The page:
“despite your triumphs in sewage, drinking water and Olympic gold medals, still don’t have democracy…we may not have sewage, drinking water, and Olympic gold medals, but we do have democracy… If I were making a country, I’d get the sewage pipes first, then the democracy’’i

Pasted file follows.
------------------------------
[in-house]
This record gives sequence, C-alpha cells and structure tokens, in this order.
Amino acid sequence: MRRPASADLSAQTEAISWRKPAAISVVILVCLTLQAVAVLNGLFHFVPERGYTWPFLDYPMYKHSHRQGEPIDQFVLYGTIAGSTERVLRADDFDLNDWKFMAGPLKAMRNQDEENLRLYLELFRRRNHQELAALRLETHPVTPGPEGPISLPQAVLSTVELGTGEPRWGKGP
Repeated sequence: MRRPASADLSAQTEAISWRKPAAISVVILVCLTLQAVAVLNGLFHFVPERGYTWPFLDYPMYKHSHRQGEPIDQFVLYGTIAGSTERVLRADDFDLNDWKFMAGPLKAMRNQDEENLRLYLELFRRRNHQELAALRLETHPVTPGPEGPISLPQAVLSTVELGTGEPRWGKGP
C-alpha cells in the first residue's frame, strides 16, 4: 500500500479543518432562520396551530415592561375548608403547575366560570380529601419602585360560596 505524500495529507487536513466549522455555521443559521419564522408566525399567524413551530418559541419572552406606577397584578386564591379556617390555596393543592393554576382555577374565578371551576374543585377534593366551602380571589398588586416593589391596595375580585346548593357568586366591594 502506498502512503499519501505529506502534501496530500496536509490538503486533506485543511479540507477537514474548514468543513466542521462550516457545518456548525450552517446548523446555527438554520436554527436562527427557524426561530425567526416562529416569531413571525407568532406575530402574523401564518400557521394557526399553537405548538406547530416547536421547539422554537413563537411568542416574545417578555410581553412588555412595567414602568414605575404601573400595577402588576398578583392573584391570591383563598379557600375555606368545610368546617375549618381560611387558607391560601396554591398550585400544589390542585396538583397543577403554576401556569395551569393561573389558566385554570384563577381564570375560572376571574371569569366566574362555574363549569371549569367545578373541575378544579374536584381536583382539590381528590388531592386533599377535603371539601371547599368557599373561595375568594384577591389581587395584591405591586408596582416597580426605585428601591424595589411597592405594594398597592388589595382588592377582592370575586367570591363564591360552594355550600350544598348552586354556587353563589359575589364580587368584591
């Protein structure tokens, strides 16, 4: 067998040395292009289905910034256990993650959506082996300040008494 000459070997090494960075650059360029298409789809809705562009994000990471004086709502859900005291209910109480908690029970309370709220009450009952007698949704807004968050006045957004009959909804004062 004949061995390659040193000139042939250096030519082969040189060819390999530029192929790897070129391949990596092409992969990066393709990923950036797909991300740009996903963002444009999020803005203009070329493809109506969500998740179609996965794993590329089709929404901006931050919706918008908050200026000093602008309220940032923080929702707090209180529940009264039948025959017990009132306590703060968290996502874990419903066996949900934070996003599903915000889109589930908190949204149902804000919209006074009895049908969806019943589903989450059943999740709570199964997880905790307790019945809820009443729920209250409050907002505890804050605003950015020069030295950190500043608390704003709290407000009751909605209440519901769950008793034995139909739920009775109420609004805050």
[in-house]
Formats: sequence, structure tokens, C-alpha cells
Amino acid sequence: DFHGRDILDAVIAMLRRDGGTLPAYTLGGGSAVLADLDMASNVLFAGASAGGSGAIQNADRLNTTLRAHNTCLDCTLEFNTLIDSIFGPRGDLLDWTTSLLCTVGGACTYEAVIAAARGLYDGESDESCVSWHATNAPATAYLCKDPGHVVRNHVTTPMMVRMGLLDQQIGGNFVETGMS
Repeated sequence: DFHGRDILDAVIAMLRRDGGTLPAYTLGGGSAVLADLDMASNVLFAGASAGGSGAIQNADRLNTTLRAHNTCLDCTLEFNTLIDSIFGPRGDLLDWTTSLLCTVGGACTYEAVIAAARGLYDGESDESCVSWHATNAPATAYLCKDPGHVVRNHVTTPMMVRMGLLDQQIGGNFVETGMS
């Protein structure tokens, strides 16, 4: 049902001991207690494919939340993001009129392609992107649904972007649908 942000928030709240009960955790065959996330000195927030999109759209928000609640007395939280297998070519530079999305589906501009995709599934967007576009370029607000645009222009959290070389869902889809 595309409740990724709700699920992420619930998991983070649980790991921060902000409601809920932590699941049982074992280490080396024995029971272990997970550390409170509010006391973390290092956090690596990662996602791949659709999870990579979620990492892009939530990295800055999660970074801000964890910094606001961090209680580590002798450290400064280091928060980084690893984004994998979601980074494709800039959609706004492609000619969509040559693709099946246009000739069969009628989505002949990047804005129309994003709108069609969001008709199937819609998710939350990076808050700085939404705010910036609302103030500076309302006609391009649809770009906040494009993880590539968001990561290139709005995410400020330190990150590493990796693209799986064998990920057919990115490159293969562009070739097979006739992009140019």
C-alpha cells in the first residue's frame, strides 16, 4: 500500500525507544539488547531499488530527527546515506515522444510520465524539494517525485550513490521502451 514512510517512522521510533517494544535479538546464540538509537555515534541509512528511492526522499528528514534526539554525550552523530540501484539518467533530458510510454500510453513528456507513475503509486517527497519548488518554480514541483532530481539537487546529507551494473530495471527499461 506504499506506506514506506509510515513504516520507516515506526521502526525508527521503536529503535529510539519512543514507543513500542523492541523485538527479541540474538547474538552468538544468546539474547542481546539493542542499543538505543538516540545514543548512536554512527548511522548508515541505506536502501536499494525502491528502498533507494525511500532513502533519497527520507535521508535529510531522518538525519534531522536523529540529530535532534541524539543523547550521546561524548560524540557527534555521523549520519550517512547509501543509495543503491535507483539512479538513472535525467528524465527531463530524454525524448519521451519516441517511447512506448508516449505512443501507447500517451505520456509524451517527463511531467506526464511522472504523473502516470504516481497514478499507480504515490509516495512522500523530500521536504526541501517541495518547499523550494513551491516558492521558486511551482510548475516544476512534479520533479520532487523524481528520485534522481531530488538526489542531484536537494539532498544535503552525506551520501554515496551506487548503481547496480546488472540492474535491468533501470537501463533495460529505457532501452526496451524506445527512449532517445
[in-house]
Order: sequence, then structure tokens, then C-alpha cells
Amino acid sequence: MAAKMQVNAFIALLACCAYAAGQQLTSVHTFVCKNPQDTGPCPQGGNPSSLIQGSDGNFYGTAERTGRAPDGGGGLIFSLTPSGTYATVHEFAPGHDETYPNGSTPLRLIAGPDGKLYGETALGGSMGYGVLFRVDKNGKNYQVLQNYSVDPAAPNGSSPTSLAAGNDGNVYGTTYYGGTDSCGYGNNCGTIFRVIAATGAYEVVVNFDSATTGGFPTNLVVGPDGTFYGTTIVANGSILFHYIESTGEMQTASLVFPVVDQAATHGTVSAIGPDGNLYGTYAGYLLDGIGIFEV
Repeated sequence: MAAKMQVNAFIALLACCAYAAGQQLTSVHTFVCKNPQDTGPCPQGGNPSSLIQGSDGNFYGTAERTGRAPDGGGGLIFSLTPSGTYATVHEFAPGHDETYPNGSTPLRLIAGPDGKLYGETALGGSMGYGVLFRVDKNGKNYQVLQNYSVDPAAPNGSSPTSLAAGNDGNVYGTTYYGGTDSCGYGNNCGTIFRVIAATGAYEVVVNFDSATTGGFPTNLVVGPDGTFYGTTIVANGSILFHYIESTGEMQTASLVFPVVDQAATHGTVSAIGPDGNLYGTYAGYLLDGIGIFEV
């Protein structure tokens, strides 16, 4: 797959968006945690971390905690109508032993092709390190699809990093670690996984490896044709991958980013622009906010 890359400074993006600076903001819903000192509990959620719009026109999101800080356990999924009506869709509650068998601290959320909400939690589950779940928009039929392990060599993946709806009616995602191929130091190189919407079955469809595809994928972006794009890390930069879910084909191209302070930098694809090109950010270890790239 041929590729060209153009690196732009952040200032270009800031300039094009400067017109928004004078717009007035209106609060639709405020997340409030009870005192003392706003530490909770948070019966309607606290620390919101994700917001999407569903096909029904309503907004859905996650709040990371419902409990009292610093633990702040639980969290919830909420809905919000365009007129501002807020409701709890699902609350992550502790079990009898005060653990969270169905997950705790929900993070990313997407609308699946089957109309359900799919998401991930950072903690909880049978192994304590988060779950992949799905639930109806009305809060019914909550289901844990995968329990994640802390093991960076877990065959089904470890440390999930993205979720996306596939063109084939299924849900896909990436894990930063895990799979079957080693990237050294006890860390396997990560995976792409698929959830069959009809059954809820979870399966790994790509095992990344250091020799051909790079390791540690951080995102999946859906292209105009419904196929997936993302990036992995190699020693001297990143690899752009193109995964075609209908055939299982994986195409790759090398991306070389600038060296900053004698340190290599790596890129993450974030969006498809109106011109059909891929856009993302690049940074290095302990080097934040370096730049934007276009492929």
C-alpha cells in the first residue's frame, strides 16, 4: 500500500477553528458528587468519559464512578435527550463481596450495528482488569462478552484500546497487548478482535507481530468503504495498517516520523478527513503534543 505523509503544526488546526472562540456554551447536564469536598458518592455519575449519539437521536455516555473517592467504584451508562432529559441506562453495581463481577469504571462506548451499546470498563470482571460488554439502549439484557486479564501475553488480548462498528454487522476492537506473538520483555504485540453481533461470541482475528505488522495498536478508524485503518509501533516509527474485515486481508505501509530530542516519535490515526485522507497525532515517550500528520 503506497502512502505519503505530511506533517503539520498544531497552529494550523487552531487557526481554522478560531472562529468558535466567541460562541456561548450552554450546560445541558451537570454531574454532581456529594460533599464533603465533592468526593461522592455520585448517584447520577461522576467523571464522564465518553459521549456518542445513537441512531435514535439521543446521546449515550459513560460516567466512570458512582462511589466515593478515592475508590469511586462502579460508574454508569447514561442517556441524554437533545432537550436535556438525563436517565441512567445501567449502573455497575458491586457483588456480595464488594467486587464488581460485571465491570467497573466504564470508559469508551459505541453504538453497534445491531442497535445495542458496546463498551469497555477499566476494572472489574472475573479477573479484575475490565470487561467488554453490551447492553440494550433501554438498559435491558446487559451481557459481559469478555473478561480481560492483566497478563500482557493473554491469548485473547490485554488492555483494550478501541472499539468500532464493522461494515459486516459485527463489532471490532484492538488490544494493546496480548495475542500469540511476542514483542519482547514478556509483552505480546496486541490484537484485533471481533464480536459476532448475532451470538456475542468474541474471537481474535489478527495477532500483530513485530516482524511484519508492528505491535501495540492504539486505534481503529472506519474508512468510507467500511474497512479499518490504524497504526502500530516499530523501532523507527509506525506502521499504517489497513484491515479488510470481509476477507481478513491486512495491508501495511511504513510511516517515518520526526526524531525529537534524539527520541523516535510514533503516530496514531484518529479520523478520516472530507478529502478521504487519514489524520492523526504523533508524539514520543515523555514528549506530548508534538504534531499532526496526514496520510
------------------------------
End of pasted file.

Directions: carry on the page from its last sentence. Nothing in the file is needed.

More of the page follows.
The appropriateness of a quote from a novel about a chauffeur-cum- servant who murders his employer may not seem immediately obvious in the context of a Horn of Africa Bulletin (HAB) thematic issue on Sino-Horn of Africa relations. But there are some intriguing parallels. The plot of the novel unfolds in the form of letters written by the narrator (i.e. the murderer) to the then Premier of the People’s Republic of China (PRC), Wen Jianbao.ii Even more strikingly, a constant refrain in the novel are the implicit and explicit contrasts between India and China, that the narrator draws attention to especially in terms of the developmental gains achieved by the PRC with its distinctive political system relative to the entrenched corruption and social injustice in democratic India. A variation of this binary trope is a standard feature of the media and academic treatment of China in Africa.